Several methods may be used for forming the necessary electrical interconnections on semiconductor substrates. One method is to utilize lead frames that extend out of a plastics package in which an integrated circuit has been encapsulated in order to connect with an external device. With increasing miniaturization, however, another approach known as “flip-chip” technology has widely come into practice. With “flip-chip” technology, electrical interconnects are provided by means of conductive metal bumps, known as solder bumps, constructed on bond pads that are formed on the top or active surface of the semiconductor substrate. The semiconductor substrate can then be “flipped” and mounted directly to a printed wiring board or other device, with the solder bumps forming the electronic interconnects. “Flip-chip” technology thus eliminates the need for semiconductor packaging and leads to many important advantages over other technologies used to form electrical interconnects including greater miniaturization, better interconnect reliability, higher circuit densities, and cost savings.
 “Flip-chip” technology using solder bumps is particularly important for forming interconnects on semiconductor substrates on which copper features have been formed. For several reasons, copper is increasingly used instead of aluminum to form features on semiconductor substrates. As compared with aluminum, copper and its alloys have lower resistivities and significantly higher electromigration resistance. These characteristics support the high current densities experienced at high levels of integration and increase device speed. Copper has become especially favored with trends toward increasing miniaturization of interconnect substrate devices. Attempts at directly bonding wire to copper have proven unsuccessful. Therefore, “flip-chip” technology using solder bumps is employed to form electrical connections on semiconductor substrates on which copper features have been formed.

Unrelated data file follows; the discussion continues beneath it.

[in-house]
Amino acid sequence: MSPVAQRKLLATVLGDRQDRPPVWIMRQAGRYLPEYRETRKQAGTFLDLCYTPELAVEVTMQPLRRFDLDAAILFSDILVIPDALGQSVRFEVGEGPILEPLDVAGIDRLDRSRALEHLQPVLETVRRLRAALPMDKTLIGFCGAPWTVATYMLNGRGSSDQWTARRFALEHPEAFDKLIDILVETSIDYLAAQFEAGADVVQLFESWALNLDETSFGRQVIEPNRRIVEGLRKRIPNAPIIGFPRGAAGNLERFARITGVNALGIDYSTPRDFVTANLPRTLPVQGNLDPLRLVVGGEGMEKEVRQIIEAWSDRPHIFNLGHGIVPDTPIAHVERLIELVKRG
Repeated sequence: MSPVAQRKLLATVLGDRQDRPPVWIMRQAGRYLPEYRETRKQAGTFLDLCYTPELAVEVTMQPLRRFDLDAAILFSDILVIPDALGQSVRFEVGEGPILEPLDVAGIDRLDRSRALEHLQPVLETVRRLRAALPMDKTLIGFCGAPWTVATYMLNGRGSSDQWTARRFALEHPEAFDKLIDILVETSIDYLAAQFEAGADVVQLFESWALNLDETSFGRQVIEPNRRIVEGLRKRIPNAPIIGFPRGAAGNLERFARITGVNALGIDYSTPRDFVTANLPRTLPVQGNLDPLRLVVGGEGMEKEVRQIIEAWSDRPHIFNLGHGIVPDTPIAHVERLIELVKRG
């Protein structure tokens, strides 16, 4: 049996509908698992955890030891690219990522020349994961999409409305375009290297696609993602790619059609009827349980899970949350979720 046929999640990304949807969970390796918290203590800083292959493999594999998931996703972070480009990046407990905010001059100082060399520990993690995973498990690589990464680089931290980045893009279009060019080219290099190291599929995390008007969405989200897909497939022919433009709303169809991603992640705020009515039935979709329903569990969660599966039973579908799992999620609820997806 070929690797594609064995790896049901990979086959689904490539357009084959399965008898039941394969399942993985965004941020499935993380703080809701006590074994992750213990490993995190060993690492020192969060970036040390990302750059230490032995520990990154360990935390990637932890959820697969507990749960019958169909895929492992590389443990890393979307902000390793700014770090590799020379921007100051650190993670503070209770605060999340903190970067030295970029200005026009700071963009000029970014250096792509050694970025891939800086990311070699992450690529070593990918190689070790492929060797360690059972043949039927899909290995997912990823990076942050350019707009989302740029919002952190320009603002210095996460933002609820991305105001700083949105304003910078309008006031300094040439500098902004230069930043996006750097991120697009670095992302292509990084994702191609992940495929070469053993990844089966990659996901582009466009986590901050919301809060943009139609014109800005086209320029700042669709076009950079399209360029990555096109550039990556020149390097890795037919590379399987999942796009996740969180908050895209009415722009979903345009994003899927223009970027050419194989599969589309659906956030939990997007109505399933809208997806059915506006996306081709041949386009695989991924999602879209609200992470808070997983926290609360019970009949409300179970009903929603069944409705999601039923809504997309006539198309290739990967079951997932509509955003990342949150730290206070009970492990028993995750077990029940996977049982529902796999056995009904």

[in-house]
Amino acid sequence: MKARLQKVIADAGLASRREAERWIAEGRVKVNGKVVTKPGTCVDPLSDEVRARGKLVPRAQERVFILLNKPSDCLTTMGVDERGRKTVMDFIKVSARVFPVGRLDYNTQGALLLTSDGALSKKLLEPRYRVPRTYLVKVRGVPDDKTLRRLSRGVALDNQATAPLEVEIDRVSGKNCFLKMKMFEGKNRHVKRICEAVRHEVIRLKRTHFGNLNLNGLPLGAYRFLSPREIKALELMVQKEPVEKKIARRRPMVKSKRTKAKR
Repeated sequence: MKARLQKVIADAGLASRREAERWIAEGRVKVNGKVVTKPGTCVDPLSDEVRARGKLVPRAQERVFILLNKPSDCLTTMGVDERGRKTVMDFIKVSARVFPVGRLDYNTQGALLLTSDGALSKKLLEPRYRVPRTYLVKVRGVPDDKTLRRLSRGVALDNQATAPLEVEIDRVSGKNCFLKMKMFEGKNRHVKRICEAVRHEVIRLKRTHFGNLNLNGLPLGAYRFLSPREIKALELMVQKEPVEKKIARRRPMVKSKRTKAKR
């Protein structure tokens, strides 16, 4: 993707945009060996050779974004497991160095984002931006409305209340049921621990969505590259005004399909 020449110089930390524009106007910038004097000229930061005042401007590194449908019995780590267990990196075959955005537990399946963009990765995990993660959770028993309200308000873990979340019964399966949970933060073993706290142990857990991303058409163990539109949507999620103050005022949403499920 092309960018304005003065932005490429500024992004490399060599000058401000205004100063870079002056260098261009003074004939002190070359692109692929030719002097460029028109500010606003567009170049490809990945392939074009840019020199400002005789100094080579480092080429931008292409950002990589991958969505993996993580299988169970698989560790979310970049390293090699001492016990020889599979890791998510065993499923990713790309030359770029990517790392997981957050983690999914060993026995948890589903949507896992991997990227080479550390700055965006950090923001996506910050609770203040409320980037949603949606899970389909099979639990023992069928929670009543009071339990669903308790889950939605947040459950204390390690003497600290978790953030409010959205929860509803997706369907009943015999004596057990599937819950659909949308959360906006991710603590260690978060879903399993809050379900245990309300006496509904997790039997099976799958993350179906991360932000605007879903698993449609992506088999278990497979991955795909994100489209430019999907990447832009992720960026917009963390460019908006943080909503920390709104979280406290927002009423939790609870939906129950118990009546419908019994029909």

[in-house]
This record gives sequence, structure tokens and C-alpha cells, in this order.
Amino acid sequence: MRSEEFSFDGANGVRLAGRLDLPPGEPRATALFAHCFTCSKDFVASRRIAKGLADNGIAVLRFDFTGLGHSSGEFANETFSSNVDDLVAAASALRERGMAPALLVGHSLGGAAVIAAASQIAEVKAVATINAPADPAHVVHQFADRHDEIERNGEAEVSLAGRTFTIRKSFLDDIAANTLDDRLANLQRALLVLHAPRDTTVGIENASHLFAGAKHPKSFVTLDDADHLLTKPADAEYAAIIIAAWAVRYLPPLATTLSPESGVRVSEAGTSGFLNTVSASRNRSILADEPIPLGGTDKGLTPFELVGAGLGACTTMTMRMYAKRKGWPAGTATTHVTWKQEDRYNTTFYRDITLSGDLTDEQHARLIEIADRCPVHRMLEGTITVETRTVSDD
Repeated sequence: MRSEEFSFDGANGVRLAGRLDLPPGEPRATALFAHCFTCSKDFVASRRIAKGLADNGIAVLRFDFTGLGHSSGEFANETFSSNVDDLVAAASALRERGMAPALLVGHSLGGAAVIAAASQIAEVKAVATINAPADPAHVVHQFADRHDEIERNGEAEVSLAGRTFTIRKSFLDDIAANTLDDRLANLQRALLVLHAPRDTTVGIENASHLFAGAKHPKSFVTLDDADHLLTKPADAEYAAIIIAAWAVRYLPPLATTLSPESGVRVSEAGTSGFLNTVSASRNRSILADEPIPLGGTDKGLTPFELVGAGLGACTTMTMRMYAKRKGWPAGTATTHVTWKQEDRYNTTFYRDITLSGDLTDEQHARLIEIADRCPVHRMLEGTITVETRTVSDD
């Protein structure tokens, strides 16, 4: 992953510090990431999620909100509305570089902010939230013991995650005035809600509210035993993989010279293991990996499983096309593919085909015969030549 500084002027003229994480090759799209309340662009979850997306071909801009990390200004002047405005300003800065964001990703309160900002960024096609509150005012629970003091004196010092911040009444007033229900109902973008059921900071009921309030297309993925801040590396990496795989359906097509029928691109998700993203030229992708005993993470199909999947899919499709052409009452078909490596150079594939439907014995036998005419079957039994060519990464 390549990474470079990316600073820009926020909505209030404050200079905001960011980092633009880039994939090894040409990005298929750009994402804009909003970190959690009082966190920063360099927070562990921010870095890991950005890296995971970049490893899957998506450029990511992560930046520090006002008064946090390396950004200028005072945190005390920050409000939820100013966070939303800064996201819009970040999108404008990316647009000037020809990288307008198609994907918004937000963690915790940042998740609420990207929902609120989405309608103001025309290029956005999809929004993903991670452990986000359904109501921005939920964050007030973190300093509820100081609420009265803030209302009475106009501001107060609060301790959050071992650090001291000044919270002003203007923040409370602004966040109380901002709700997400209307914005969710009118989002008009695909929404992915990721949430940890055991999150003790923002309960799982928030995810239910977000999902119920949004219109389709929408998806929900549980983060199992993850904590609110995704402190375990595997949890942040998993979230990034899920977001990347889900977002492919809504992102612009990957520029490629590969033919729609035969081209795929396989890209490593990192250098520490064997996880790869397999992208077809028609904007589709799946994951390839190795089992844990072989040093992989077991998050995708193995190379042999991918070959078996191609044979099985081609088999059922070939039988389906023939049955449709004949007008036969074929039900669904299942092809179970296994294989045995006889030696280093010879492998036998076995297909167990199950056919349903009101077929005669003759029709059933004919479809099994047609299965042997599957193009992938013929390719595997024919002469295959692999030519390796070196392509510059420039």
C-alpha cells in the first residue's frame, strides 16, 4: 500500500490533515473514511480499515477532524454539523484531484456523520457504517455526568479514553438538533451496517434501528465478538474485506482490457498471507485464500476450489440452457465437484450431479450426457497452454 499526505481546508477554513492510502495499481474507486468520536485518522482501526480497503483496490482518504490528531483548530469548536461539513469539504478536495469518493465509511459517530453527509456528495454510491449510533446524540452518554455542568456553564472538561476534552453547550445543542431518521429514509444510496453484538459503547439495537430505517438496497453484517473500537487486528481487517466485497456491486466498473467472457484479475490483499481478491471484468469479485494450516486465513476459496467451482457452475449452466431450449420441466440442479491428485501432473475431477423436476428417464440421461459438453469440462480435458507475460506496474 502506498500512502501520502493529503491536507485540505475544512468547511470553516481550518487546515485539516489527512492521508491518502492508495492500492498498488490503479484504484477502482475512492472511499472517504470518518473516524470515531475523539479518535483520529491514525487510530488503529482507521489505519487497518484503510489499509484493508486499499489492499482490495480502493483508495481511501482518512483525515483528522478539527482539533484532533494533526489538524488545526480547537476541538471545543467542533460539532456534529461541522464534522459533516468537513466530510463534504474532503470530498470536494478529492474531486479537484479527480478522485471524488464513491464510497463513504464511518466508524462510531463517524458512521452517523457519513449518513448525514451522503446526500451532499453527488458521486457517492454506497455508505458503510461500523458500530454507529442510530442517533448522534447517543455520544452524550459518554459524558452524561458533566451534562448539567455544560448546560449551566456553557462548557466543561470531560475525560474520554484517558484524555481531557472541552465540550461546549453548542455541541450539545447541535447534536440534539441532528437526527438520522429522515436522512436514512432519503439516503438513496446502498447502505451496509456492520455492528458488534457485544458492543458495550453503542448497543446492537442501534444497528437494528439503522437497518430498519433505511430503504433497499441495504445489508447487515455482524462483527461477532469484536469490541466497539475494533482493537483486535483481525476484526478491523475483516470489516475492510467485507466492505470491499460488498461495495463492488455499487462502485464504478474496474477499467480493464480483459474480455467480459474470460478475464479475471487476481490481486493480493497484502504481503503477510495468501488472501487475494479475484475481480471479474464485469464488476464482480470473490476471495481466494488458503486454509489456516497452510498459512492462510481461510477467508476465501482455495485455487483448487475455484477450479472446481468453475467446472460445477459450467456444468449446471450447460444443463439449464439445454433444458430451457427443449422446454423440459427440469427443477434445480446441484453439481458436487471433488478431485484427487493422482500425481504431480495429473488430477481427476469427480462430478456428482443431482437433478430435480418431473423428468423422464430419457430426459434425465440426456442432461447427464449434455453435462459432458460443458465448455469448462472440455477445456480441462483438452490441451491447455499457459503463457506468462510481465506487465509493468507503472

While several methods of forming solder bumps are available, electroplating has become favored over other methods including screening and evaporation techniques. Evaporation techniques typically involve evaporation of copper chrome and deposition of the material on a semiconductor substrate to form solder bumps. However, evaporation techniques are very expensive and inefficient. With evaporation techniques, typically about half of the material used is wasted. Furthermore, trends toward so-called “very low soft error” microprocesses require the use of so-called “low alpha lead”, which is extremely expensive. The electroplating method of forming solder bumps, by contrast, is simple and efficient. Electroplating takes place only on the desired areas of the semiconductor substrate, so that very little material is wasted.
 A semiconductor substrate typically undergoes a number of processing steps prior to the solder bump formation processing sequence. Specifically, the surface of a silicon substrate is metallized with a bonding layer of aluminum or copper. Next, a metal under-barrier layer such as copper is deposited on the bonding layer. A photoresist mask layer is then deposited onto the under-barrier layer. Next, the photoresist mask layer is patterned by a lithographic etch process.